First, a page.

Upon reading their bulk upload guidelines, I was not positive that a HomeBase file would load seamlessly to B&N. Assurances by some helpful sellers on the eBay bookseller board that HomeBase files are fine to use at B&N, however, has left me encouraged. Just watch for sold books that may arbitrarily show up in your B&N available inventory list when using bulk upload. I haven't tested such an upload, as I am currently refining and culling my inventory, much of which needing re-pricing anyway.
In the meantime, I have been pleased with the functionality of BookHound over HomeBase and will be training myself on its utilities as I transfer book items. Once my inventory is fine-tuned and completely reloaded to BookHound, I will more than likely use my fresh inventory list to become a Pro-Merchant seller on Amazon as well. I keep allowing my 60-day listings to lapse at Amazon without resubmitting, and never seem to keep much of an inventory going there. Amazing that I still manage to sell a book or two there! It should be interesting to try Pro-Merchant once I work the kinks out, and BookHound should make the transition much smoother with their special upload file to Amazon capability. For a free download of BookHound 7ce visit the Bibliopolis site.
What is Wensy?
A few months ago I read something about this fairly new auction site and bookmarked it:
Now seems the right time for a closer look. Greg Holden's recent article about Wensy is just further indication that eBay is not the only game in town for auctions.
First off, Wensy is free. "Free? Did that girl just say free again?" You bet I did. Free to list, free storefront, free auctions, free fixed price sales, dutch auctions, classified ads, free picture uploads, etc. Wensy developer Darren Bock claims no fees, ever. I keep finding typos on the Wensy site, which irks me, so I zipped off a note to their contact, which just may be Darren Bock himself. Namely, I saw reference to reverse auctions, wondering if they meant reserve. I'll let you know how long the response time is.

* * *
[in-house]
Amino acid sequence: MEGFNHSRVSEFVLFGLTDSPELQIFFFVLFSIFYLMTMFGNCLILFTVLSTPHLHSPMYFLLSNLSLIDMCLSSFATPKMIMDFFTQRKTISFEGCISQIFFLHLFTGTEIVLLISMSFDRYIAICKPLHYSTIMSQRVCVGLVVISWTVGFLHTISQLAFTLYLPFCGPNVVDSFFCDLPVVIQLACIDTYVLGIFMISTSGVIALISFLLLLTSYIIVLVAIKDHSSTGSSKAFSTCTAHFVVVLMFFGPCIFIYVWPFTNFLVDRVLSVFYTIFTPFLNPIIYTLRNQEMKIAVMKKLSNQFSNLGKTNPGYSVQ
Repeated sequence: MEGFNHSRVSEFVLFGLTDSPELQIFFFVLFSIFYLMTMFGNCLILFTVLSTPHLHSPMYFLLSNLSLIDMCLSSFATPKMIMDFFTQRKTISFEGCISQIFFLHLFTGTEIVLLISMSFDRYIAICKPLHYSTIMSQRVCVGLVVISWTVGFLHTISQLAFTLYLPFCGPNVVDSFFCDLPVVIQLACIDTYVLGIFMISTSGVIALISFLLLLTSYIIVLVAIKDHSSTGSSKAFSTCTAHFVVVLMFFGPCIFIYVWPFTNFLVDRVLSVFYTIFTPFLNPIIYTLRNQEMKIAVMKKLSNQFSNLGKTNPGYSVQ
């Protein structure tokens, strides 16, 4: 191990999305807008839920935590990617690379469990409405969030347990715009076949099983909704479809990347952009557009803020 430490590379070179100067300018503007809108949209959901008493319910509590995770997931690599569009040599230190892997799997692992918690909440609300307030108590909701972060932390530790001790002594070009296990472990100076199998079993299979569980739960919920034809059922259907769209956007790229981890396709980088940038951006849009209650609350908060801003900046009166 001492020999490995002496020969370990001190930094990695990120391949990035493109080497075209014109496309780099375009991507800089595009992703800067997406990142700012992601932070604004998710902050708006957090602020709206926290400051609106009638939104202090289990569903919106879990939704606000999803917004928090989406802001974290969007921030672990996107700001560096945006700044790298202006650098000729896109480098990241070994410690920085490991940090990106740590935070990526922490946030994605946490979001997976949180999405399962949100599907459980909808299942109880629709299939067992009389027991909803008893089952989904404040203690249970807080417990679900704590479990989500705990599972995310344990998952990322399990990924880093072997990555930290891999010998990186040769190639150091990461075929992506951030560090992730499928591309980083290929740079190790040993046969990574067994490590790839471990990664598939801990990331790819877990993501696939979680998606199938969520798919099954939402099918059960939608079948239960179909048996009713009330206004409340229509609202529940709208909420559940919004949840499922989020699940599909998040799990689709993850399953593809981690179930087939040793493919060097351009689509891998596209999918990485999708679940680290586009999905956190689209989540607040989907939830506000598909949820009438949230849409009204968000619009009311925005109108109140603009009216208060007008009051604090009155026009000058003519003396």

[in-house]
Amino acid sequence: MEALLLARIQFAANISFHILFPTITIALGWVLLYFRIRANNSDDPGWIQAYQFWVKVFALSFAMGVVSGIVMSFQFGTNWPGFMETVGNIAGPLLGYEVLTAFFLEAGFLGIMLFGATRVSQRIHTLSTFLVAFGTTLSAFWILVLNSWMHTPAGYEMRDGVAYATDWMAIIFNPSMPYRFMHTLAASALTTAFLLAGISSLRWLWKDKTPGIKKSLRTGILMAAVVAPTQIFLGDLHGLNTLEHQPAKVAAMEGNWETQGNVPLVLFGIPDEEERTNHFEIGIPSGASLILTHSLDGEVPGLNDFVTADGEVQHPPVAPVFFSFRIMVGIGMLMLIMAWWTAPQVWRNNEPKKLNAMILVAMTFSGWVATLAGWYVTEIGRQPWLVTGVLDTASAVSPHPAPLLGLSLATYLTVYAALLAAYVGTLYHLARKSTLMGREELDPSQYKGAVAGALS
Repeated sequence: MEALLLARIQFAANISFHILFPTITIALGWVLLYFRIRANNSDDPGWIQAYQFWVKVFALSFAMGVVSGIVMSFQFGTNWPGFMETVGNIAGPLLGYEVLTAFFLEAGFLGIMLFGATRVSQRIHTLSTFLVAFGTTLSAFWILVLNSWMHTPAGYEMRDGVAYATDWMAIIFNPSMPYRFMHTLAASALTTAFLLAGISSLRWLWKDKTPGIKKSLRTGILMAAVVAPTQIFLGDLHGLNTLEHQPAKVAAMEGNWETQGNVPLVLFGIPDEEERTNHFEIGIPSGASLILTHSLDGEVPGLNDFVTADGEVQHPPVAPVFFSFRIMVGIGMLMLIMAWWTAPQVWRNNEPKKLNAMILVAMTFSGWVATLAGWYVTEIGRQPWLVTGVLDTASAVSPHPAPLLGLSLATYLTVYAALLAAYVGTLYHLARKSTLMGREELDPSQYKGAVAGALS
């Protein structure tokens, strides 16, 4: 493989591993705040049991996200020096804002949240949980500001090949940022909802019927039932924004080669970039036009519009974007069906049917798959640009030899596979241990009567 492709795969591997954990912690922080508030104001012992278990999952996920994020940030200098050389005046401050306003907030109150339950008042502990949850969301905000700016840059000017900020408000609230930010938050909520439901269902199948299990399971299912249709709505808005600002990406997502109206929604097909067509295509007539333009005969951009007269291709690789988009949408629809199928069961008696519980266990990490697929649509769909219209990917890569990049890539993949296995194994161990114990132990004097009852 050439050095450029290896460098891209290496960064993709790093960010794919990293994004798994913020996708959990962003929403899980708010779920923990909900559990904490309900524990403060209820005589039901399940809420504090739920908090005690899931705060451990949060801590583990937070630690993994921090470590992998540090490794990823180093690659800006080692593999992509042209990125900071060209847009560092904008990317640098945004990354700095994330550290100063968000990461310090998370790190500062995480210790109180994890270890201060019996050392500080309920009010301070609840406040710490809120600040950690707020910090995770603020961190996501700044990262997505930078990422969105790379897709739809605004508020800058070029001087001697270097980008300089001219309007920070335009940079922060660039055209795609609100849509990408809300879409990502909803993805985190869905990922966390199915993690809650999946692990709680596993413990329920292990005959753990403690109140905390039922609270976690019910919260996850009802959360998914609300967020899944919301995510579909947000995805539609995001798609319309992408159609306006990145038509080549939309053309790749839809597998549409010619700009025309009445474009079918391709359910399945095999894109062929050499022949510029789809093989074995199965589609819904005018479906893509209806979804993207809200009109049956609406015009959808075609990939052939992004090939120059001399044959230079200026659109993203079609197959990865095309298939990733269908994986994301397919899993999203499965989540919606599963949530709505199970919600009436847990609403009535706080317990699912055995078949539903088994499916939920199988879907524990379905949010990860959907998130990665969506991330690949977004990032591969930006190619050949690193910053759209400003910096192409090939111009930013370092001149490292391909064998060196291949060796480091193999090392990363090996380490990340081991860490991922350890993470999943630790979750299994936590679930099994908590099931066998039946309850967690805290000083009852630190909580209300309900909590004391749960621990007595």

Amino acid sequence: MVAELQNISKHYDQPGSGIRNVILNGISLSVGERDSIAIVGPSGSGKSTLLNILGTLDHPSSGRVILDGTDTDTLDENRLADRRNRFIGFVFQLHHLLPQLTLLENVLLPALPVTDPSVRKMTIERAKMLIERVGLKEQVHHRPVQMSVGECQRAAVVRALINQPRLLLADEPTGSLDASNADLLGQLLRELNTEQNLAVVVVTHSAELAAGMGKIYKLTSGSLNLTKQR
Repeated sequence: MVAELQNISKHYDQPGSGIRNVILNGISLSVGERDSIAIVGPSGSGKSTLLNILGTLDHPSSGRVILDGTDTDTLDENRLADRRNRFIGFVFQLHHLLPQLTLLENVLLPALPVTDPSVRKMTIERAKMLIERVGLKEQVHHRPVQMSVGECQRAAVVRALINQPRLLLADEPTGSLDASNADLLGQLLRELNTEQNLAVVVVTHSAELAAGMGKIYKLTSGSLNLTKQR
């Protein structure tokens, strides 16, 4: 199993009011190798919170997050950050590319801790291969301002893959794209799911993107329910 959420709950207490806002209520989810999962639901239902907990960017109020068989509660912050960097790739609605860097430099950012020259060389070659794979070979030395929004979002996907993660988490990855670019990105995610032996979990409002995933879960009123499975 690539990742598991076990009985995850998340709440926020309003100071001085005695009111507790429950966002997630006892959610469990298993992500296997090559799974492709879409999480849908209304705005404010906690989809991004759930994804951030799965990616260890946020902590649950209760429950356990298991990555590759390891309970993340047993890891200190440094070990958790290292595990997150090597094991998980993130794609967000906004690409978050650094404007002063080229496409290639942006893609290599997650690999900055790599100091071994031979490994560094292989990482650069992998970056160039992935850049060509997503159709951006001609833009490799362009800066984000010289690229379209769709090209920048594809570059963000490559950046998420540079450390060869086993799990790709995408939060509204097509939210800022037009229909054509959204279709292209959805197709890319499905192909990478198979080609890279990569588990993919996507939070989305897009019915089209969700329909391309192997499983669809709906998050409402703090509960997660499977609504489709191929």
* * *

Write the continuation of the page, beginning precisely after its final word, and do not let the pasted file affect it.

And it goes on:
I prepared a bare-bones storefront for selling at Wensy, just to see the results online. It is a fairly simple procedure. In creating a store and adding items at Wensy, I find an impressive HTML editor. There are many possibilities for some interesting web pages by using it. I cannot find a way to put a store on hold or vacation. The only option is to close the storefront, which deletes it entirely. If you have items for sale, say, at fixed price, and you close your storefront, those items will still be listed on the site, but your storefront will have disappeared.
I did see that Wensy has integrated PayPal, but I did not find information about integrating Google checkout or your own merchant account. It is a simple enough matter to create an invoice for credit card payments, and send that to your buyers through email, once a sale occurs. Sellers there have verbiage in their ads indicating that they will invoice buyers for Google checkout or money order/check payments. I noticed some references to a bulk upload tool being developed for the site, but it seems to have never reached fruition. For now, I will have to put aside Wensy as another project site, to be worked on in the interim.
Down the Road
For the most part, I will be concentrating on getting BookHound fully loaded, listing more at B&N, and preparing for the big move to Pro Merchant at Amazon. I'm still convinced that Amazon is the place to list if you want to sell a lot more books, although I am reluctant to begin paying any type of monthly fee there. Amazon's commission of $1.00 per item plus 15% is just too high for most items, so jumping into Pro-Merchant and the requirement to sell 40 items per month to cover those fees will be interesting. Without a huge inventory to list at Amazon right off the bat, I don't see it being an especially effective way to sell. Ignoring penny sellers on Amazon will be the most difficult obstacle for me. I guess I'll just close my eyes and wing it.